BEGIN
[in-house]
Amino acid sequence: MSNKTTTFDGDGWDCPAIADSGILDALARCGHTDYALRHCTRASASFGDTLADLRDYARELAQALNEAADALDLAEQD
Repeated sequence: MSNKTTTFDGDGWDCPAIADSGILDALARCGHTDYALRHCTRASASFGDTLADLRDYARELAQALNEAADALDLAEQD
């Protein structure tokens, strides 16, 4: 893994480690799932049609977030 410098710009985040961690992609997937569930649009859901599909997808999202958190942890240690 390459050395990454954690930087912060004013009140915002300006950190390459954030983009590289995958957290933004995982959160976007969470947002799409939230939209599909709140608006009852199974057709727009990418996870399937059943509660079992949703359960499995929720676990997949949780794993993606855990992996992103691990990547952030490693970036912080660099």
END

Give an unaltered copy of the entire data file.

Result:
[in-house]
Amino acid sequence: MSNKTTTFDGDGWDCPAIADSGILDALARCGHTDYALRHCTRASASFGDTLADLRDYARELAQALNEAADALDLAEQD
Repeated sequence: MSNKTTTFDGDGWDCPAIADSGILDALARCGHTDYALRHCTRASASFGDTLADLRDYARELAQALNEAADALDLAEQD
């Protein structure tokens, strides 16, 4: 893994480690799932049609977030 410098710009985040961690992609997937569930649009859901599909997808999202958190942890240690 390459050395990454954690930087912060004013009140915002300006950190390459954030983009590289995958957290933004995982959160976007969470947002799409939230939209599909709140608006009852199974057709727009990418996870399937059943509660079992949703359960499995929720676990997949949780794993993606855990992996992103691990990547952030490693970036912080660099």